Dr. Clive Marsh
Discover. Learn. Grow.
Professor Lawrence H. Schiffman
The rise of Christianity has occupied such a prominent place in the study of the history of religions that it has dwarfed an interrelated and perhaps more important question: the manner in which Judaism and Christianity separated from each other and came to conceive of each other as "the other." How did it come to be that Christians saw the Jews and Judaism as alien and different, and then as a religion to be superseded and a people to be blamed for the sin of deicide? How did it happen that Judaism came to see Christianity, which had originated as a Jewish sectarian movement, as another religion and its adherents as non-Jews – members of another ethos? To be sure, this process was closely connected to historical developments and evolutions in both Judaism and Christianity. But it was fateful in setting the stage for Christian anti-Judaism and our understanding of it as crucial for Jewish-Christian relations in the modern world. This complex process can only be properly understood by beginning to sketch aspects of the background of the Jewish-Christian schism, examining the evidence we have for the separation and then observing its results in Late Antiquity.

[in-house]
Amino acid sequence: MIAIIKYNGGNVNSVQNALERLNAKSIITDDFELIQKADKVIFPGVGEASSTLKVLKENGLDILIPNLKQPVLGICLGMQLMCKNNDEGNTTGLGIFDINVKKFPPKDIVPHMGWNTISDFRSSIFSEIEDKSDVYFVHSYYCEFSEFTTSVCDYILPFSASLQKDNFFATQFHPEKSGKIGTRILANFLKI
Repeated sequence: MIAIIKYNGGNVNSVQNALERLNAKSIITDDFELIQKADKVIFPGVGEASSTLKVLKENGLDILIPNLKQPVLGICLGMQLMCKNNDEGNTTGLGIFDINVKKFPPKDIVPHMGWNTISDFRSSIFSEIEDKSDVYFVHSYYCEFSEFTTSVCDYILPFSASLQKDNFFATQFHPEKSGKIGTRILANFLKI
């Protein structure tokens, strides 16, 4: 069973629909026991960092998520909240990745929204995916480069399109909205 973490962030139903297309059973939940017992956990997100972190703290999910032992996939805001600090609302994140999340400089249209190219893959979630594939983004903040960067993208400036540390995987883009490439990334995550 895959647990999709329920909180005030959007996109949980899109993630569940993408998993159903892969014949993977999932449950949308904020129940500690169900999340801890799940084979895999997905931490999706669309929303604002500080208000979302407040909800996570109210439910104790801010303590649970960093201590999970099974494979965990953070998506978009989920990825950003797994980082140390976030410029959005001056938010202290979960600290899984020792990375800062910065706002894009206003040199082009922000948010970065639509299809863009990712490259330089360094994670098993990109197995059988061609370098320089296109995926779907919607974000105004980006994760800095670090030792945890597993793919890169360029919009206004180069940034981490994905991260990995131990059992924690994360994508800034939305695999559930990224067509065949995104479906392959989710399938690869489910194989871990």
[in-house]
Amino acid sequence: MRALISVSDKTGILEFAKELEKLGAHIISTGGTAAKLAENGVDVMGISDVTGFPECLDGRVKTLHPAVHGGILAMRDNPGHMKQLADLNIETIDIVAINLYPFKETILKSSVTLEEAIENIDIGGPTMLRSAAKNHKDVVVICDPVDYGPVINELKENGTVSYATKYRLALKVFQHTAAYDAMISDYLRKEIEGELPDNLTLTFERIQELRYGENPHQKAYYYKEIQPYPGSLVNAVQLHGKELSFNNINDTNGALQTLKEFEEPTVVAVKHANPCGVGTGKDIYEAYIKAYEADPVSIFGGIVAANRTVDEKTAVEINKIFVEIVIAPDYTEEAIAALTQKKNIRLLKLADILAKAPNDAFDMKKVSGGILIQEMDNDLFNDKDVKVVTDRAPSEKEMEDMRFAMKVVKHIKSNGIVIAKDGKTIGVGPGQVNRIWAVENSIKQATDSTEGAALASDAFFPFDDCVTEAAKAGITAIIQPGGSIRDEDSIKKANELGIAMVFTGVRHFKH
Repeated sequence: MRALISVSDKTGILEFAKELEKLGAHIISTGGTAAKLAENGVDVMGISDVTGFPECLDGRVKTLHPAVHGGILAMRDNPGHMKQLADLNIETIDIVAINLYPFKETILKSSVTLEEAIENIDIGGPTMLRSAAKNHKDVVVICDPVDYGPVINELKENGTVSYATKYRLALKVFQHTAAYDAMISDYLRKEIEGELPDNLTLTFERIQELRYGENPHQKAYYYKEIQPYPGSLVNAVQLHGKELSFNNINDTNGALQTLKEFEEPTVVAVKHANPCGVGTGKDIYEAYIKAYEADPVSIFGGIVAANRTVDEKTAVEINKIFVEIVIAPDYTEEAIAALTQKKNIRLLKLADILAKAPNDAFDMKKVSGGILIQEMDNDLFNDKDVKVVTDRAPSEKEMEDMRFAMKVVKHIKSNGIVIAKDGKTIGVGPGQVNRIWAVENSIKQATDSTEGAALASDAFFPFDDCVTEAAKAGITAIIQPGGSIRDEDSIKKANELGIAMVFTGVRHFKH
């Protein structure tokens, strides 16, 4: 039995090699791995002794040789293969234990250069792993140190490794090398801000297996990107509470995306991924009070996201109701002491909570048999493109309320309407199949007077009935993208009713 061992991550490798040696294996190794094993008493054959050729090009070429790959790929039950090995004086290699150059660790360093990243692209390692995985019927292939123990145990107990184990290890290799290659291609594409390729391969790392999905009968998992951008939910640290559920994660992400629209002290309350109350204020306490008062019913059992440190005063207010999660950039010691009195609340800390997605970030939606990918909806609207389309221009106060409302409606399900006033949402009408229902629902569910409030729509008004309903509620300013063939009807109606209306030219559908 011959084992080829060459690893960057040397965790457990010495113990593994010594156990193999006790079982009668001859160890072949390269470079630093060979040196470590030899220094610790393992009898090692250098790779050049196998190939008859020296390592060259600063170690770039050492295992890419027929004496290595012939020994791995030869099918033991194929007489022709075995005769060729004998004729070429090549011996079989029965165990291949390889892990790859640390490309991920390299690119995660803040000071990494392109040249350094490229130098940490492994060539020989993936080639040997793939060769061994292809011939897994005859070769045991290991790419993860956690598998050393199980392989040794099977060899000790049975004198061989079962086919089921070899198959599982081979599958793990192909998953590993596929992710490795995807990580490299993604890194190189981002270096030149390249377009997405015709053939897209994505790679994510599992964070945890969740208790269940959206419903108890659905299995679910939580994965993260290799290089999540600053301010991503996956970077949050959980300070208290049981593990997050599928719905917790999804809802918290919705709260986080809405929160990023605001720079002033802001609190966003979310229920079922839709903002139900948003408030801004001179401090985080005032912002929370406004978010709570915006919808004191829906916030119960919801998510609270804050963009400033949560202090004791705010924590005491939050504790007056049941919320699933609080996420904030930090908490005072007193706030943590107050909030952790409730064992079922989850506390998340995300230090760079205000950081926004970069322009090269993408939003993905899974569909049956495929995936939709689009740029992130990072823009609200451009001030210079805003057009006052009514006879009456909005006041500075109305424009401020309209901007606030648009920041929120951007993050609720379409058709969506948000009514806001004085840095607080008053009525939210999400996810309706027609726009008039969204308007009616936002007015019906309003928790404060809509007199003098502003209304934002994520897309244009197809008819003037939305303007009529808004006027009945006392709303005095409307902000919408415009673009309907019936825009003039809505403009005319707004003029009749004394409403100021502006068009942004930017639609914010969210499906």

Into the Light:
The Festival of Hanukkah
"Now upon the same day that the strangers profaned the Temple, on the very same day it was cleansed again, even the five and twentieth day of the same month, which is Casleu. And they kept eight days with gladness, as in the Feast of the Tabernacles, remembering that not long before they had held the Feast of Tabernacles, when as they wondered in the mountains and dens like beasts. Therefore they bare branches and fair boughs, and palms also, and sang songs unto Him that had given them good success in cleansing His Place. They ordained also by a common statute and decree, That every year those days should be kept of the whole nation of the Jews" (2 Maccabees 10:5-8).
Robert Louis Wilken
I see I'm hardly in the minority rating this book five stars; as much as I like to be different, there IS no other rating this one can deserve. Wilken makes his subject, which is rather esoteric, accessible and interesting -- I would call it absolutely fascinating -- to the lay reader. I read this book with virtually no prior knowledge of the very early history of the Christian Church, and it quickly became the catalyst for a million new paths of thought and things to research.